'We don't want tourists to feel alienated in our land'

At a time when confusion has gripped Kashmir, people are again showing their true spirit and large heartedness. It was again on display at Ahmedpora village of Baramulla district situated along world famous ski resort Gulmarg road.

On Friday when an advisory issued by the government urged tourists and Amarnath pilgrims to “curtail” their stay in Kashmir, it gave rise to speculations that Union government will issue some major order for the region which may worsen law and order situation.

The advisory like other towns and villages across Kashmir caused panic among people, the news also reached sleepy Ahmedpora, a village of around 300 households in north Kashmir. The people of the village throughout the day see tourists and Amarnath pilgrims after completing their pilgrimage, flocking towards picturesque meadow Gulmarg.

The first thought after the advisory reached masses struck Muzammil Malik and AltafHussain. “We could understand the plight of tourists after the advisory was issued. We decided to make arrangements for their food and lodging. We at our villages decided to procure vegetables from our kitchen gardens and made space vacant at our houses. In our land we didn’t want them to feel alienated,” said Malik.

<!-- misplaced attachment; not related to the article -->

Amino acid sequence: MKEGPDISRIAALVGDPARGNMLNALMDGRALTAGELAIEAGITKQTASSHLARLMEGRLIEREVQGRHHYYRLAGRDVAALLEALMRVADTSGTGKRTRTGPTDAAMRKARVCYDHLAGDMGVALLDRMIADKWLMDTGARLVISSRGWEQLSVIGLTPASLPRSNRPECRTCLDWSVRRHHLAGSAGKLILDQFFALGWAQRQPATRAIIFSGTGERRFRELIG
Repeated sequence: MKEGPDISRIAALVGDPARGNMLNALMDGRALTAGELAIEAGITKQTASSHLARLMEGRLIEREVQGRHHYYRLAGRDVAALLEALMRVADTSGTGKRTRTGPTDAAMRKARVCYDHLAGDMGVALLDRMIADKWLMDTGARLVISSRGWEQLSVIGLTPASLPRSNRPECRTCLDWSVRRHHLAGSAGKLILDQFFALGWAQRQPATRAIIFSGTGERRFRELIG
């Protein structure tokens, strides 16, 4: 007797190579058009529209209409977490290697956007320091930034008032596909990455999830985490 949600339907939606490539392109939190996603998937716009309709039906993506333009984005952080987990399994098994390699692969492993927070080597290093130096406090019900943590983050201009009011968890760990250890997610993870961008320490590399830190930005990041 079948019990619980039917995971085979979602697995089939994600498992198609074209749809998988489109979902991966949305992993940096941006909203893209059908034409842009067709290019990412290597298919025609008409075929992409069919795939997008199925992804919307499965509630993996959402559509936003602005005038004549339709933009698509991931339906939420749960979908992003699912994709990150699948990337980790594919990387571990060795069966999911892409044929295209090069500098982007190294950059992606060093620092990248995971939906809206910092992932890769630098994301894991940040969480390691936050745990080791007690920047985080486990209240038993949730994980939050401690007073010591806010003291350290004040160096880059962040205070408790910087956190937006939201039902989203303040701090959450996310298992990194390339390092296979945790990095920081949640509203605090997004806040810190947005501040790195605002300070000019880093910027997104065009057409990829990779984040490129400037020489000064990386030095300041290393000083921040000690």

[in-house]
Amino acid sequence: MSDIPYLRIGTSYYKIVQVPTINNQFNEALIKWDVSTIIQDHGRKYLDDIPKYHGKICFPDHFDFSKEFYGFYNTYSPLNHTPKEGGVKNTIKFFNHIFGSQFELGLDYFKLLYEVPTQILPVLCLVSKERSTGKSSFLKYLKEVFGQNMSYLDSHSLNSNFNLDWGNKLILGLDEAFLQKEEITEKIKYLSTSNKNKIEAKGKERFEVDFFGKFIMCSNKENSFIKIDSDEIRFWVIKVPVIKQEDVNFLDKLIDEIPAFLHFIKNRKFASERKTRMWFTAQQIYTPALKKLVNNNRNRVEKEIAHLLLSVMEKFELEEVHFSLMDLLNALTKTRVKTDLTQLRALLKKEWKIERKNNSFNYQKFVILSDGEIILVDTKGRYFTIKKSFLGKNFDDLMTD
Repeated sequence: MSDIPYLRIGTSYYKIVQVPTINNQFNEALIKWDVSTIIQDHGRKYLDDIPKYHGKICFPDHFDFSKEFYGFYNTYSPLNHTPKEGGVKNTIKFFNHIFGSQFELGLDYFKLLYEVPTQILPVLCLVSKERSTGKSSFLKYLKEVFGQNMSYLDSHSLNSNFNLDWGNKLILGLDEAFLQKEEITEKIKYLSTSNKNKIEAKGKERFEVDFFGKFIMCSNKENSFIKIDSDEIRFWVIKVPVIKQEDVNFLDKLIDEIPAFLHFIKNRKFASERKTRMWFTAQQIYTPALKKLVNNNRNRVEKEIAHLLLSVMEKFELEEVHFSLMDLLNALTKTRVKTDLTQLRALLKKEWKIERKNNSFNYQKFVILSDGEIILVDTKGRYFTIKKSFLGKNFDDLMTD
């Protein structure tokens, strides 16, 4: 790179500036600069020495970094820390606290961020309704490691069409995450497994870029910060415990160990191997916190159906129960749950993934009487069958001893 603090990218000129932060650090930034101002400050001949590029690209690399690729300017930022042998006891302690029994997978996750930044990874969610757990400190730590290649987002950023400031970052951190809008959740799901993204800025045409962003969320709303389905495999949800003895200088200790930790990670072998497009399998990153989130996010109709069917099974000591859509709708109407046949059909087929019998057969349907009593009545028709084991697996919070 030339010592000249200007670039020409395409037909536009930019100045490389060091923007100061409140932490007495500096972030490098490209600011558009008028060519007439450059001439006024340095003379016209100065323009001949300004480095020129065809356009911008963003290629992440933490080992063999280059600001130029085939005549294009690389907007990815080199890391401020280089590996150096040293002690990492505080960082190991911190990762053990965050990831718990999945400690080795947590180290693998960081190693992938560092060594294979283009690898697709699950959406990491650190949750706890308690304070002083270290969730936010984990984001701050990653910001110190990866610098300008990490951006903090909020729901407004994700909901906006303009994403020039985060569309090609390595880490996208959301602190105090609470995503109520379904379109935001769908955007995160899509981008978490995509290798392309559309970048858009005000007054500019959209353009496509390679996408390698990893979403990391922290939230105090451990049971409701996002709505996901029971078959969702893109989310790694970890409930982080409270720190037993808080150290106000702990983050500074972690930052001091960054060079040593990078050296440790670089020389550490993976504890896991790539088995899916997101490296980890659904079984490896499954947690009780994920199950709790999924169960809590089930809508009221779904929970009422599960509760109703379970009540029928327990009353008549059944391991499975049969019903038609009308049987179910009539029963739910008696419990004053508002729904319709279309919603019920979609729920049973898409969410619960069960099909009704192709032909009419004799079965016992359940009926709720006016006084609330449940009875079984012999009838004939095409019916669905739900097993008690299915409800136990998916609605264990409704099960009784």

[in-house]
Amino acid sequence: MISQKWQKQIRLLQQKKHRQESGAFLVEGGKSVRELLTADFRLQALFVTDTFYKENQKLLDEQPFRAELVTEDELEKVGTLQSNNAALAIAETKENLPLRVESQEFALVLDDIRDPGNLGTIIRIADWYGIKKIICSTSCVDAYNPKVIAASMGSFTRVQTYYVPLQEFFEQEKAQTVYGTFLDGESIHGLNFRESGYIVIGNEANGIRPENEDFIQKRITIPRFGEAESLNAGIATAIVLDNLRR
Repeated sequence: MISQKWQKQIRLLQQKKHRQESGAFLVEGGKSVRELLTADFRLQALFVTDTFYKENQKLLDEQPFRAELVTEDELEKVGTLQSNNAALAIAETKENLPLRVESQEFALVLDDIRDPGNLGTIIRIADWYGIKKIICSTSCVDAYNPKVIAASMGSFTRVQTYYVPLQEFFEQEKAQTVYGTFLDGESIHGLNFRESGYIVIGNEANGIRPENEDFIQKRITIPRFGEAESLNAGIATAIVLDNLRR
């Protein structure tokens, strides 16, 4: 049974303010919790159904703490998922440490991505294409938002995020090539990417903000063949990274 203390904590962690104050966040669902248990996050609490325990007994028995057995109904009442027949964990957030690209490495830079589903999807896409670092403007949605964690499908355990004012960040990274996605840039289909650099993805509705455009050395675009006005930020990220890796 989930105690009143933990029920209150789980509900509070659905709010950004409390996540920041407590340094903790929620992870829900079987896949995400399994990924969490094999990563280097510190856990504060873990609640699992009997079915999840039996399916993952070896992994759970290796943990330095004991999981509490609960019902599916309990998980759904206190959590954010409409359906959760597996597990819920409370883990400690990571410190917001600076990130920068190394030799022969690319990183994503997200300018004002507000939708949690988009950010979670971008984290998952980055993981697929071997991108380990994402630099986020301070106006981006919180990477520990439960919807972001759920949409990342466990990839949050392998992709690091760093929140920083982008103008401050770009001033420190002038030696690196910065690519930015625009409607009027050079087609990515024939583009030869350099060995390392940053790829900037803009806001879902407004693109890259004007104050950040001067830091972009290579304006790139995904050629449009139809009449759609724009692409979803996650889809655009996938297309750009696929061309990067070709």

In order to reach out to the maximum tourists and Amarnath pilgrims, Malik took to micro blogging site Twitter where he posted: “If any tourist, yatri needs house, food on Magam, Gulmarg road, please call: …. At least I 10-15 people can stay at my home free of cost”.

Though no one turned until late night, Muzamil got calls from Delhi, Patna and other states for his “goodwill” gesture. Hussain, a teacher explains his point in helping others when many people are fending for themselves. “We have to understand that there were people in Bangalore, Dehradun, Punjab and other places, who post Pulwama incident helped Kashmiris, during those testing times. It was a test. We have seen these precarious situations before and we have faced them. We didn’t want that an outsider should feel hell in a paradise”.

Sociologist DrWakar-ul-Amin explains this nature of Kashmiris as “accommodative culture”.

“We (Kashmiris) are actually like this. It is in our genes I would say. We have no history of being brute. We have shown this during every crisis situation,” said Amin, who is currently pursuing research on Kashmir’s culture.

Amin added: “It is the nature of Kashmir’s accommodative culture that we have accommodated and absorbed different philosophies”.